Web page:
Elaborating on ubuntu in a Johannesburg inner-city church

  • Elina Hankela University of Johannesburg
Keywords: Culture and religion -- South Africa, Ubuntu (Philosophy), Central Methodist Mission (Johannesburg, South Africa), Culture and Christianity -- Africa, Methodism, Migration, Xenophobia, Racism, Refugees

Abstract

The article was originally delivered as the speech of the winner of the 2014 Donner Institute Prize for Outstanding Research into Religion, and deals with some core findings of the research that won the prize, namely, the doctoral thesis Challenging Ubuntu: Open Doors and Exclusionary Boundaries at the Central Methodist Mission in Johannesburg. The author approaches the meanings of ubuntu (Nguni: humanity/humanness) in the context of a Methodist church that sheltered thousands of African migrants in its premises in the inner city of Johannesburg. Using ethnographic research methods, she analyses both the inclusionary message of humanity preached at the church and the exclusionary boundaries between the people who lived in the church and the local congregation that worshipped there. Based on the social dynamics of the church community, the author suggests the rules of reciprocity and survival as some of the socio-moral patterns that set the boundaries to the actualisation of the moral ideal of ubuntu in this context. Overall, the case of this particular church speaks to a broader discussion of the meaning of and limits to being human in one world.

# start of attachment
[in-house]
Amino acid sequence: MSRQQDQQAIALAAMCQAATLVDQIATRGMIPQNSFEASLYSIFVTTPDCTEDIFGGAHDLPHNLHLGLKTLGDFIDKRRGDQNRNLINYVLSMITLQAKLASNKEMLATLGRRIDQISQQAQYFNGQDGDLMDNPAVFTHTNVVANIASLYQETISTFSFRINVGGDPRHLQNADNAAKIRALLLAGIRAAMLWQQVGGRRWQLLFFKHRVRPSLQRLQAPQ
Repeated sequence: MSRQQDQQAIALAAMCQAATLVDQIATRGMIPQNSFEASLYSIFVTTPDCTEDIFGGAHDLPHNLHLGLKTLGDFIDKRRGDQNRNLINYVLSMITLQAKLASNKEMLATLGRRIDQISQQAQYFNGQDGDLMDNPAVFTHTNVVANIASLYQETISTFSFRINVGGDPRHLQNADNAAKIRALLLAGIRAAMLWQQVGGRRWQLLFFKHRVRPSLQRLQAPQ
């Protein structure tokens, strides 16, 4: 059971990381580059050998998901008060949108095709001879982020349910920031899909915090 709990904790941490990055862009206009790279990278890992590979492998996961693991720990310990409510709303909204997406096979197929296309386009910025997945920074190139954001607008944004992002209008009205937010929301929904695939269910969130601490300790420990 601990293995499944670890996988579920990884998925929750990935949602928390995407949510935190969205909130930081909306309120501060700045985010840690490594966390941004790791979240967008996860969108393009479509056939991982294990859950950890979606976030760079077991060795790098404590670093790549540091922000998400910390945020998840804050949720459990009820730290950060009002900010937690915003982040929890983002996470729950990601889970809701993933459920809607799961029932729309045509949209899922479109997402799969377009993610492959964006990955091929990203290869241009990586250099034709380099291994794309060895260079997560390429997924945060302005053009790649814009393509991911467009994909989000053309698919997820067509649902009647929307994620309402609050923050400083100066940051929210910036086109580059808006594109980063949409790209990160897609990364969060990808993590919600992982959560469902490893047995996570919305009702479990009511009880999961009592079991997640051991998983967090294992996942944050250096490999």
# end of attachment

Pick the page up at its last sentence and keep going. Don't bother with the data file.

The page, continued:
Section
Donner Prize Winner
Published
Apr 13, 2015
How to Cite
Hankela, E. (2015). Elaborating on ubuntu in a Johannesburg inner-city church. Scripta Instituti Donneriani Aboensis, 26, 366-78. https://doi.org/10.30674/scripta.67462